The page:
A few weeks ago, a thread popped up on our local community Facebook bulletin board in which Carole asked if someone had experience with crossbeak in chickens. I am the resident chicken person on my small island, Gabriola (pop. 4400) so wasn’t surprised to see a couple of people had tagged me. I contacted her and we arranged a time to meet later in the week for me to check out their pullet. I’ve only had one bird born with a crossbeak and sadly, he was taken out by a hawk before I had found him a permanent home. I have also written about beak abnormalities and was familiar with particular issues of caring for them.
Carole met me at their front gate and led me back into the house to meet her husband, Al, and the pullet in question, Bernie. I trimmed back a bit of her misaligned beak and asked if the couple had time to sit down for an interview.
They are part of a recent wave of newcomers over the past half-decade and the mini-tsunami spurred on by Covid 19: the folks leaving cities in search of a quieter, less expensive lifestyle with some opportunities for greater self-sufficiency. Louise is an accountant and Al worked in set construction, stage rentals and building scenery for films, conventions and music tours. His company was preparing for a large Microsoft convention when the pandemic hit, which required him to pivot to manufacturing plexiglass barriers, safety gear and masks. They changed directions once again and opted to take early retirement.
Carole and Al had been living in Vancouver and were looking for a Gulf Island property where they could have animals and grow food and sail on their time off. They spotted their property on the realty listing, came over to view it and put in an offer on the spot. It’s a 10-acre parcel, zoned agricultural land, where they hope to grow vegetables and flowers and have chickens, horses and goats. Carole’s grandparents had a ranch and she grew up riding horses on their dairy farm.
The couple live in a area of small acreages, many with animals including chickens. They purchased some eggs from a roadside stand and upon returning the carton slipped in a note asking about chickens. Their neighbours were happy to comply, giving them a tour of their place and some advice along the way.
Their property is fenced and well-equipped with outbuildings: a carpentry shop, machine shed and a small livestock barn with an attached meshed aviary. It’s that structure they have converted into a coop. The aviary was built on a concrete pad with timber framing, which Al enclosed by sandwiching the original hardware cloth between the siding and interior walls. When I first stopped by it was mostly finished and the groundwork for the run was marked out. They had dug a 32’x11’ perimeter trench and buried hardware cloth 18” deep to predator proof the pen.
There was a push to get the building completed so the chicks they’d been raising in two of Al’s handmade brooders could be moved out of their spare bedroom. Three Opal Legbars were in one brooder and a slightly younger group of sexed pullets were in another: Speckled Sussex, Silver Laced Wyandotte, Olive Egger and Barnevelder. On order are a couple of Easter Eggers, Swedish Flower and both Black and Blue Copper Marans. That diverse flock will produce dark and medium brown, blue and olive eggs.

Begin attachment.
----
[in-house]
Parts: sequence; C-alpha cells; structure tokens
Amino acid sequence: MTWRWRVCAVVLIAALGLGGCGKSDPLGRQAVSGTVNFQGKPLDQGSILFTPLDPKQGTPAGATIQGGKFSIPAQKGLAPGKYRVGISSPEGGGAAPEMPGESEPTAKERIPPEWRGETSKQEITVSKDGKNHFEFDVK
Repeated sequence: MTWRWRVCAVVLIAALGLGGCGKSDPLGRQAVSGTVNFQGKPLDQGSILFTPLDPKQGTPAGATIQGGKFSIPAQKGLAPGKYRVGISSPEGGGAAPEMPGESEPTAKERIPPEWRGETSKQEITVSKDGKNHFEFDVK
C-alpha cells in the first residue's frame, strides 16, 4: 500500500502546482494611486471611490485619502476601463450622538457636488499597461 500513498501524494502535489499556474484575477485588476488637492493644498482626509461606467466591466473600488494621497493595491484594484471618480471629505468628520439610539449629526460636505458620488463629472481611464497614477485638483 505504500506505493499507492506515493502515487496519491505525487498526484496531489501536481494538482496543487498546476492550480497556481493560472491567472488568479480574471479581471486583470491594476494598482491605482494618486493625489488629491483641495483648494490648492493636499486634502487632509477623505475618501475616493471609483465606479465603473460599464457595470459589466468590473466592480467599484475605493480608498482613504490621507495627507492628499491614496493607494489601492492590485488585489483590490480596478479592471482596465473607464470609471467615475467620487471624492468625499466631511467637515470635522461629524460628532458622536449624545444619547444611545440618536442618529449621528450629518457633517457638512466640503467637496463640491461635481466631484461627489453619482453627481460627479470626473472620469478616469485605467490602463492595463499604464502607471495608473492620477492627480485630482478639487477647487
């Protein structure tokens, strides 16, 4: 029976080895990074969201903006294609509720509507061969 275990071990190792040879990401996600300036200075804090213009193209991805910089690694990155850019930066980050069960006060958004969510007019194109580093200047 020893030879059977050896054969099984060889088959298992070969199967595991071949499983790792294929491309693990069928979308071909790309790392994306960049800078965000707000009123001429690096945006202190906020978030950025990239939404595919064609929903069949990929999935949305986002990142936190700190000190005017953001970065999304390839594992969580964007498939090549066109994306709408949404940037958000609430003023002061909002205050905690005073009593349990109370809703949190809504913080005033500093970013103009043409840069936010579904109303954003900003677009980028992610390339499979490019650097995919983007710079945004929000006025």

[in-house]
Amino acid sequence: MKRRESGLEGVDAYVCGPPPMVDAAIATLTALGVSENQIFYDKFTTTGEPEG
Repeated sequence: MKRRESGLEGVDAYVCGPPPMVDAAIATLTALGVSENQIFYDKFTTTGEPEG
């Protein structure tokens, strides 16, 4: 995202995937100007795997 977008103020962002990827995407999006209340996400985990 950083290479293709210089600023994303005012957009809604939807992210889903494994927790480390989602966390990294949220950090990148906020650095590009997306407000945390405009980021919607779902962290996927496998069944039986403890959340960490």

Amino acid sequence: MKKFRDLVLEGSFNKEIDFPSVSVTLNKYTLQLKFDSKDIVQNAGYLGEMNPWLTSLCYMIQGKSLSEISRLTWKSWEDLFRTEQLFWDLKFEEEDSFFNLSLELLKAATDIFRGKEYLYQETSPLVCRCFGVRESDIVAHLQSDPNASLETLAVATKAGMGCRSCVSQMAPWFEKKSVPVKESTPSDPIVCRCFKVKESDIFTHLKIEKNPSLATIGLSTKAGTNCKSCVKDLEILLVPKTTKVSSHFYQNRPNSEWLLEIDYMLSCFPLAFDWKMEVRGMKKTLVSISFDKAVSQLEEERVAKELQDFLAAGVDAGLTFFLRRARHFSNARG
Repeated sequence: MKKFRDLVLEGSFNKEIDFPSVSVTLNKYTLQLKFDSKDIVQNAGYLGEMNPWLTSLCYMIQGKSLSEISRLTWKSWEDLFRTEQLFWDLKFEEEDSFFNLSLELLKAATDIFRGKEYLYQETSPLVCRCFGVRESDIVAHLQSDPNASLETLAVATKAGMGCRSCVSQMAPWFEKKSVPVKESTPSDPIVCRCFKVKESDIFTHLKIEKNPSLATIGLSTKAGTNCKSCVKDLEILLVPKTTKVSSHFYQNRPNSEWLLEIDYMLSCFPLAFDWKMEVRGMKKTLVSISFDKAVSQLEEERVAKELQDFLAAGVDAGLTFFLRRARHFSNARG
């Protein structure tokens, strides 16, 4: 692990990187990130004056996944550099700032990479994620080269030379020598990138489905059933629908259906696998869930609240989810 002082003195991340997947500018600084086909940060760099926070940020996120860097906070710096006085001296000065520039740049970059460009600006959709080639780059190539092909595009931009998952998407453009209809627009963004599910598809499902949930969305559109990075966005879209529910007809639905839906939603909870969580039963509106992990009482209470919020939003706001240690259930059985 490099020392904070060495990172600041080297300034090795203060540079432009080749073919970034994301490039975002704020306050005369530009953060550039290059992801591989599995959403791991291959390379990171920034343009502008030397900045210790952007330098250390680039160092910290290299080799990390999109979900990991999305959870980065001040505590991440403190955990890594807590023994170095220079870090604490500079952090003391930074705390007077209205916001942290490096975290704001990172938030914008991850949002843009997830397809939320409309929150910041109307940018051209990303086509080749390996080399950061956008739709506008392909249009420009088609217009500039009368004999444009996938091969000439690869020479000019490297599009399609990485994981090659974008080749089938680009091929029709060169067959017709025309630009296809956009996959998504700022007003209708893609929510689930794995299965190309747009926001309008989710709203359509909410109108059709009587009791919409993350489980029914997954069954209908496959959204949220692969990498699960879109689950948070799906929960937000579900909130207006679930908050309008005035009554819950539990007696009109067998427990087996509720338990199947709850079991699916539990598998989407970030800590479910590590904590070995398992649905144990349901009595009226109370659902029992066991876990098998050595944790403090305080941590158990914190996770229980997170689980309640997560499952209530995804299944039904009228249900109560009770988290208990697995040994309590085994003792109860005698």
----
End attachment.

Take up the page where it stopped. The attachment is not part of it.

We talked about coop construction and the potential for it to be a sideline for Al. I’ve seen photos of a spaceship-style coop and asked if he could build one. No problem – it turns out he worked on the television program Battleship Galactica making seats for the cockpits. One of his skills, and a useful one when planning to sell coops off island, is the ability to make structures with many components that can be taken apart for transport and then easily reassembled.
Five weeks later, I stopped by their place to admire their handiwork since I’d first visited. The pullets from both brooders had been combined and moved out to the coop, which had now been clad on two sides, painted and wired with lighting – both inside and out. The run was complete with predator proof wire on all sides, including the top and was constructed by attaching separate panels together, which is a brilliant idea. Each panel can be unscrewed for repair, but also reconfigured to enlarge it or add a gate in the future for free-ranging time in the orchard.
The livestock barn next door, which will be painted to match the coop, is slated for new residents – Nigerian Dwarf goats, whose milk they’ll use to make butter and cheese. A recently acquired horse will arrive this week.
The couple has only been here since the fall but seem to be settling in. Carole doesn’t miss accounting and is looking forward to working on gardens and getting more chickens. They, like so many of us, find that raising chickens is unexpectedly fun. Al’s brother has chickens and posts about them on Instagram. If they continue to catch the ‘chicken bug’, it may not be long before we’ll see Carole and Al’s flock making their social media debut.
Thanks to Carole & Al for sharing their story and supplying additional photos.